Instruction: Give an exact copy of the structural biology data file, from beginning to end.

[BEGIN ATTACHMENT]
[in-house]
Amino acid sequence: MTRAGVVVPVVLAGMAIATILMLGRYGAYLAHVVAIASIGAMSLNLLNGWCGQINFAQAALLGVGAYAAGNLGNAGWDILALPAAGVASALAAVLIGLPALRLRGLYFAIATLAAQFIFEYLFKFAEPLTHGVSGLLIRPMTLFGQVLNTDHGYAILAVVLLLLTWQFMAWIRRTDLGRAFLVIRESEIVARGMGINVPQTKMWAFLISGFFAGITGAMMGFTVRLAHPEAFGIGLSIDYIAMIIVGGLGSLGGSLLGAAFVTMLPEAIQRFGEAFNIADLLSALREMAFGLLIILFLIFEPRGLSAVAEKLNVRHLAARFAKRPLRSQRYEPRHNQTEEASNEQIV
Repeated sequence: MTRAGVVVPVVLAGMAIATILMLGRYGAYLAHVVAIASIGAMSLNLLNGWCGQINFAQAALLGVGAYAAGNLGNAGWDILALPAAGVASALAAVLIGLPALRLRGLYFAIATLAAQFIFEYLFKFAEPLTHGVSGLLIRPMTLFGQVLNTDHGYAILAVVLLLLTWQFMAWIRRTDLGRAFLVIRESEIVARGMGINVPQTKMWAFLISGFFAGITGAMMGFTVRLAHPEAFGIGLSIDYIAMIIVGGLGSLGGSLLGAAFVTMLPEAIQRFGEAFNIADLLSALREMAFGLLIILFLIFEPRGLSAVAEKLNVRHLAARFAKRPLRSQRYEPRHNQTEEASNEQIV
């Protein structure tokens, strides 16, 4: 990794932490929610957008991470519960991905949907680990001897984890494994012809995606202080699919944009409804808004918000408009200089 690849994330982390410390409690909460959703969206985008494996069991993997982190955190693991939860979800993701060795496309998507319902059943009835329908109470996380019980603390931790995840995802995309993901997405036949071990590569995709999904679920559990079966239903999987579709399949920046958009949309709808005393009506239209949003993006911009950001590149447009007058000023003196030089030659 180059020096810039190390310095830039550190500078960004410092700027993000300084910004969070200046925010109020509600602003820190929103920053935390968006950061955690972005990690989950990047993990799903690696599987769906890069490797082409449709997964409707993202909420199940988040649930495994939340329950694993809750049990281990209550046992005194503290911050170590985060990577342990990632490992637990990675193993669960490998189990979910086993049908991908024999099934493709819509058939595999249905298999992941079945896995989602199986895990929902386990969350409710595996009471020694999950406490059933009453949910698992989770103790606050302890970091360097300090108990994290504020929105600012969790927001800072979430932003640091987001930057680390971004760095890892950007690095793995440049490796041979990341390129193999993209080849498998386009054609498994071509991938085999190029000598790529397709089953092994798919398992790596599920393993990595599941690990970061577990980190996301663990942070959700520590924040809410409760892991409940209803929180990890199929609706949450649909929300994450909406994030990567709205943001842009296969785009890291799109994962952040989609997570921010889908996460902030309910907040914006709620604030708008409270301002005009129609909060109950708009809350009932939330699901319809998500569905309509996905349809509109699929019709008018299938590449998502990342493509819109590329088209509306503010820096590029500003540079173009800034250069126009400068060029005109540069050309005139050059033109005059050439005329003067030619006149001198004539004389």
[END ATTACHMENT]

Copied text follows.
[in-house]
Amino acid sequence: MTRAGVVVPVVLAGMAIATILMLGRYGAYLAHVVAIASIGAMSLNLLNGWCGQINFAQAALLGVGAYAAGNLGNAGWDILALPAAGVASALAAVLIGLPALRLRGLYFAIATLAAQFIFEYLFKFAEPLTHGVSGLLIRPMTLFGQVLNTDHGYAILAVVLLLLTWQFMAWIRRTDLGRAFLVIRESEIVARGMGINVPQTKMWAFLISGFFAGITGAMMGFTVRLAHPEAFGIGLSIDYIAMIIVGGLGSLGGSLLGAAFVTMLPEAIQRFGEAFNIADLLSALREMAFGLLIILFLIFEPRGLSAVAEKLNVRHLAARFAKRPLRSQRYEPRHNQTEEASNEQIV
Repeated sequence: MTRAGVVVPVVLAGMAIATILMLGRYGAYLAHVVAIASIGAMSLNLLNGWCGQINFAQAALLGVGAYAAGNLGNAGWDILALPAAGVASALAAVLIGLPALRLRGLYFAIATLAAQFIFEYLFKFAEPLTHGVSGLLIRPMTLFGQVLNTDHGYAILAVVLLLLTWQFMAWIRRTDLGRAFLVIRESEIVARGMGINVPQTKMWAFLISGFFAGITGAMMGFTVRLAHPEAFGIGLSIDYIAMIIVGGLGSLGGSLLGAAFVTMLPEAIQRFGEAFNIADLLSALREMAFGLLIILFLIFEPRGLSAVAEKLNVRHLAARFAKRPLRSQRYEPRHNQTEEASNEQIV
């Protein structure tokens, strides 16, 4: 990794932490929610957008991470519960991905949907680990001897984890494994012809995606202080699919944009409804808004918000408009200089 690849994330982390410390409690909460959703969206985008494996069991993997982190955190693991939860979800993701060795496309998507319902059943009835329908109470996380019980603390931790995840995802995309993901997405036949071990590569995709999904679920559990079966239903999987579709399949920046958009949309709808005393009506239209949003993006911009950001590149447009007058000023003196030089030659 180059020096810039190390310095830039550190500078960004410092700027993000300084910004969070200046925010109020509600602003820190929103920053935390968006950061955690972005990690989950990047993990799903690696599987769906890069490797082409449709997964409707993202909420199940988040649930495994939340329950694993809750049990281990209550046992005194503290911050170590985060990577342990990632490992637990990675193993669960490998189990979910086993049908991908024999099934493709819509058939595999249905298999992941079945896995989602199986895990929902386990969350409710595996009471020694999950406490059933009453949910698992989770103790606050302890970091360097300090108990994290504020929105600012969790927001800072979430932003640091987001930057680390971004760095890892950007690095793995440049490796041979990341390129193999993209080849498998386009054609498994071509991938085999190029000598790529397709089953092994798919398992790596599920393993990595599941690990970061577990980190996301663990942070959700520590924040809410409760892991409940209803929180990890199929609706949450649909929300994450909406994030990567709205943001842009296969785009890291799109994962952040989609997570921010889908996460902030309910907040914006709620604030708008409270301002005009129609909060109950708009809350009932939330699901319809998500569905309509996905349809509109699929019709008018299938590449998502990342493509819109590329088209509306503010820096590029500003540079173009800034250069126009400068060029005109540069050309005139050059033109005059050439005329003067030619006149001198004539004389």